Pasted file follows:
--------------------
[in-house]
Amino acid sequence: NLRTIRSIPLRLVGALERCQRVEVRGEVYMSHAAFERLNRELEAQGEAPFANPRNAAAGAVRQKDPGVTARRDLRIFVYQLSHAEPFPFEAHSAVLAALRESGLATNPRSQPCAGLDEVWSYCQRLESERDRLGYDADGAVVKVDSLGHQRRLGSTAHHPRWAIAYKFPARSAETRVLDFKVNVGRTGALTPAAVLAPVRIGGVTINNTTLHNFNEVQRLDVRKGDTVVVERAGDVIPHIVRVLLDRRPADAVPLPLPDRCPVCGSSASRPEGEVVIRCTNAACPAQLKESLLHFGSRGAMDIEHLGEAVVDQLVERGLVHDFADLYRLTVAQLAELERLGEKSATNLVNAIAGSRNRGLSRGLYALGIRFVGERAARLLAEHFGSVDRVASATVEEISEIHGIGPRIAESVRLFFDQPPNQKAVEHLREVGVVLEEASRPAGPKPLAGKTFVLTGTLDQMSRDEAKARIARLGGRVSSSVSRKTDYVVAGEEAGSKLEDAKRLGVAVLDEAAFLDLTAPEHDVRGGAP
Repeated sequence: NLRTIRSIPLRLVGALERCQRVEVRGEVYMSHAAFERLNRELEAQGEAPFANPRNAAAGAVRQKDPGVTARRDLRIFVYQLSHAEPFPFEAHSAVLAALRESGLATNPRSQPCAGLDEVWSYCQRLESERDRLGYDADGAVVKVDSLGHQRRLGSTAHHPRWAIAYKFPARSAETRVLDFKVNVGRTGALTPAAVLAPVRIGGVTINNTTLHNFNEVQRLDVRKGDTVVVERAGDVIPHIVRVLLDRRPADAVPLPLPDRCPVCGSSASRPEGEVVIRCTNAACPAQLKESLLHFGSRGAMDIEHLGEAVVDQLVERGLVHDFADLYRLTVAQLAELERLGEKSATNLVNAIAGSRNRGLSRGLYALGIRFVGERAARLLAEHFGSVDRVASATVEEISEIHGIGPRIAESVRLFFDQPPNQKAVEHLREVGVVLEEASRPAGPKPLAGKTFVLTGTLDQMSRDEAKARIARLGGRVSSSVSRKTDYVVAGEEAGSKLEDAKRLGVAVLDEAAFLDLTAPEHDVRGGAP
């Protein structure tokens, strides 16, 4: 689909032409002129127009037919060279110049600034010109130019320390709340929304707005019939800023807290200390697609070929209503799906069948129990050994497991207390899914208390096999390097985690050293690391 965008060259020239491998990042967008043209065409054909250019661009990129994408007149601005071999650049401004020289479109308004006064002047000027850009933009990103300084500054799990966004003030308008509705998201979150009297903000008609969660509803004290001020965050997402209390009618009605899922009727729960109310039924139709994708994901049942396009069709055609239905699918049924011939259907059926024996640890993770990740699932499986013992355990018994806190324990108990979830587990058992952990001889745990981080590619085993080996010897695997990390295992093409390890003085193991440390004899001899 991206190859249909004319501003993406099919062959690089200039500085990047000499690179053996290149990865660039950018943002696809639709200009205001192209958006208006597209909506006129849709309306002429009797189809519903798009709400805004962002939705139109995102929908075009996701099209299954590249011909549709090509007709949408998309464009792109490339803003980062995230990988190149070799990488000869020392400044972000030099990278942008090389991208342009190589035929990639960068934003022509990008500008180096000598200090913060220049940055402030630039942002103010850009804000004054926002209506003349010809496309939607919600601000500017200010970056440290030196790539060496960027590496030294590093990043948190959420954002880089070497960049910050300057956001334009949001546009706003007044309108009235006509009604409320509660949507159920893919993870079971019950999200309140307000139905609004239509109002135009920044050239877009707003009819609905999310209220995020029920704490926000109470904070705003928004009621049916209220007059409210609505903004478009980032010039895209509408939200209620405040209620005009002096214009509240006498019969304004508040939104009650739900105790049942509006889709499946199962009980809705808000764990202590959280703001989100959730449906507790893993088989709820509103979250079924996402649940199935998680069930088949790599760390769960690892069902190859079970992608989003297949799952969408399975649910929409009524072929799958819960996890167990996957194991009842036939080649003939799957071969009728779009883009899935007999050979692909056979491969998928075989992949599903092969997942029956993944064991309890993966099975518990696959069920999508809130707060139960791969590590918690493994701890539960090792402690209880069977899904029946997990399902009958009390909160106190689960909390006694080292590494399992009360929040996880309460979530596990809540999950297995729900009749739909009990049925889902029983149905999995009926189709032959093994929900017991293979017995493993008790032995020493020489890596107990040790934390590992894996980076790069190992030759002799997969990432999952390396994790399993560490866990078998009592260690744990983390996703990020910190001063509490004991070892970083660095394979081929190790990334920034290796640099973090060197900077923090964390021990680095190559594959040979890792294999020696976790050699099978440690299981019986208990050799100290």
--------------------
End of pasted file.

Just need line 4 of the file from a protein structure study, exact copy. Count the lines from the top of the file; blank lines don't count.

């Protein structure tokens, strides 16, 4: 689909032409002129127009037919060279110049600034010109130019320390709340929304707005019939800023807290200390697609070929209503799906069948129990050994497991207390899914208390096999390097985690050293690391 965008060259020239491998990042967008043209065409054909250019661009990129994408007149601005071999650049401004020289479109308004006064002047000027850009933009990103300084500054799990966004003030308008509705998201979150009297903000008609969660509803004290001020965050997402209390009618009605899922009727729960109310039924139709994708994901049942396009069709055609239905699918049924011939259907059926024996640890993770990740699932499986013992355990018994806190324990108990979830587990058992952990001889745990981080590619085993080996010897695997990390295992093409390890003085193991440390004899001899 991206190859249909004319501003993406099919062959690089200039500085990047000499690179053996290149990865660039950018943002696809639709200009205001192209958006208006597209909506006129849709309306002429009797189809519903798009709400805004962002939705139109995102929908075009996701099209299954590249011909549709090509007709949408998309464009792109490339803003980062995230990988190149070799990488000869020392400044972000030099990278942008090389991208342009190589035929990639960068934003022509990008500008180096000598200090913060220049940055402030630039942002103010850009804000004054926002209506003349010809496309939607919600601000500017200010970056440290030196790539060496960027590496030294590093990043948190959420954002880089070497960049910050300057956001334009949001546009706003007044309108009235006509009604409320509660949507159920893919993870079971019950999200309140307000139905609004239509109002135009920044050239877009707003009819609905999310209220995020029920704490926000109470904070705003928004009621049916209220007059409210609505903004478009980032010039895209509408939200209620405040209620005009002096214009509240006498019969304004508040939104009650739900105790049942509006889709499946199962009980809705808000764990202590959280703001989100959730449906507790893993088989709820509103979250079924996402649940199935998680069930088949790599760390769960690892069902190859079970992608989003297949799952969408399975649910929409009524072929799958819960996890167990996957194991009842036939080649003939799957071969009728779009883009899935007999050979692909056979491969998928075989992949599903092969997942029956993944064991309890993966099975518990696959069920999508809130707060139960791969590590918690493994701890539960090792402690209880069977899904029946997990399902009958009390909160106190689960909390006694080292590494399992009360929040996880309460979530596990809540999950297995729900009749739909009990049925889902029983149905999995009926189709032959093994929900017991293979017995493993008790032995020493020489890596107990040790934390590992894996980076790069190992030759002799997969990432999952390396994790399993560490866990078998009592260690744990983390996703990020910190001063509490004991070892970083660095394979081929190790990334920034290796640099973090060197900077923090964390021990680095190559594959040979890792294999020696976790050699099978440690299981019986208990050799100290």